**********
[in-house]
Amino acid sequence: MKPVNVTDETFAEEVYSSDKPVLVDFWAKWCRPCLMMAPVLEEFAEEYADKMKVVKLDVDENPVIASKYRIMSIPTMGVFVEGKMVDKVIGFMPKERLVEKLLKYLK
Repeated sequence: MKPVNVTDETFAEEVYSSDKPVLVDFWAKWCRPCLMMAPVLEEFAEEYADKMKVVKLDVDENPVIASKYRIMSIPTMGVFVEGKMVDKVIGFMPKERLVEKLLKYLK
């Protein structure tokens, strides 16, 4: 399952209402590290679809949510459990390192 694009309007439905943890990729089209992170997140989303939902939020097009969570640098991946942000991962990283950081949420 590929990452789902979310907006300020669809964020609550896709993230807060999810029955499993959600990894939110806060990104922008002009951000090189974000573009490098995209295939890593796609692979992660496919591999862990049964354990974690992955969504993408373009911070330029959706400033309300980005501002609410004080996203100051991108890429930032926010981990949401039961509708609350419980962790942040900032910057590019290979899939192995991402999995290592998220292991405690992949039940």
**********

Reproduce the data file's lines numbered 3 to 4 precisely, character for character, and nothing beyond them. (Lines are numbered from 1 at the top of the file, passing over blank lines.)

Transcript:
Repeated sequence: MKPVNVTDETFAEEVYSSDKPVLVDFWAKWCRPCLMMAPVLEEFAEEYADKMKVVKLDVDENPVIASKYRIMSIPTMGVFVEGKMVDKVIGFMPKERLVEKLLKYLK
């Protein structure tokens, strides 16, 4: 399952209402590290679809949510459990390192 694009309007439905943890990729089209992170997140989303939902939020097009969570640098991946942000991962990283950081949420 590929990452789902979310907006300020669809964020609550896709993230807060999810029955499993959600990894939110806060990104922008002009951000090189974000573009490098995209295939890593796609692979992660496919591999862990049964354990974690992955969504993408373009911070330029959706400033309300980005501002609410004080996203100051991108890429930032926010981990949401039961509708609350419980962790942040900032910057590019290979899939192995991402999995290592998220292991405690992949039940």